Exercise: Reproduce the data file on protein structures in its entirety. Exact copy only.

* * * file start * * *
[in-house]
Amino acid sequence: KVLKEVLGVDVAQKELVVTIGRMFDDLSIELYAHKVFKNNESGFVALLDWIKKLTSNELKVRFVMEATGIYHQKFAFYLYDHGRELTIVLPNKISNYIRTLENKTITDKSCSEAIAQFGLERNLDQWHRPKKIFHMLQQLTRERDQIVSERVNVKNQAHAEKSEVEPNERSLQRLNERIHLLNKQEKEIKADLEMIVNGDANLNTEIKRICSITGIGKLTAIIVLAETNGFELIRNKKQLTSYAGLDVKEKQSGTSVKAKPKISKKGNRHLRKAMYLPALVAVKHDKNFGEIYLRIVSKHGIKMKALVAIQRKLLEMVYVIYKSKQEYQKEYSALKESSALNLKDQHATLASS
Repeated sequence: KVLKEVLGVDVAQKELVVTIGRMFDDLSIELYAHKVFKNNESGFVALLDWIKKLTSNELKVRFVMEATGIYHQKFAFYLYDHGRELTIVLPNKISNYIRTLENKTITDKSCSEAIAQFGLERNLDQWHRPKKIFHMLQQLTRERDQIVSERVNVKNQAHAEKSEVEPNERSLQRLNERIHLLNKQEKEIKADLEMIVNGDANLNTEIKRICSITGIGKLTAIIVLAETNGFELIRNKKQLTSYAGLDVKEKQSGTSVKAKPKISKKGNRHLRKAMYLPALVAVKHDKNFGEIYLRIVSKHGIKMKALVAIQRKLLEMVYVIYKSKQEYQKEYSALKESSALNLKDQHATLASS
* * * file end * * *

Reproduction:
[in-house]
Amino acid sequence: KVLKEVLGVDVAQKELVVTIGRMFDDLSIELYAHKVFKNNESGFVALLDWIKKLTSNELKVRFVMEATGIYHQKFAFYLYDHGRELTIVLPNKISNYIRTLENKTITDKSCSEAIAQFGLERNLDQWHRPKKIFHMLQQLTRERDQIVSERVNVKNQAHAEKSEVEPNERSLQRLNERIHLLNKQEKEIKADLEMIVNGDANLNTEIKRICSITGIGKLTAIIVLAETNGFELIRNKKQLTSYAGLDVKEKQSGTSVKAKPKISKKGNRHLRKAMYLPALVAVKHDKNFGEIYLRIVSKHGIKMKALVAIQRKLLEMVYVIYKSKQEYQKEYSALKESSALNLKDQHATLASS
Repeated sequence: KVLKEVLGVDVAQKELVVTIGRMFDDLSIELYAHKVFKNNESGFVALLDWIKKLTSNELKVRFVMEATGIYHQKFAFYLYDHGRELTIVLPNKISNYIRTLENKTITDKSCSEAIAQFGLERNLDQWHRPKKIFHMLQQLTRERDQIVSERVNVKNQAHAEKSEVEPNERSLQRLNERIHLLNKQEKEIKADLEMIVNGDANLNTEIKRICSITGIGKLTAIIVLAETNGFELIRNKKQLTSYAGLDVKEKQSGTSVKAKPKISKKGNRHLRKAMYLPALVAVKHDKNFGEIYLRIVSKHGIKMKALVAIQRKLLEMVYVIYKSKQEYQKEYSALKESSALNLKDQHATLASS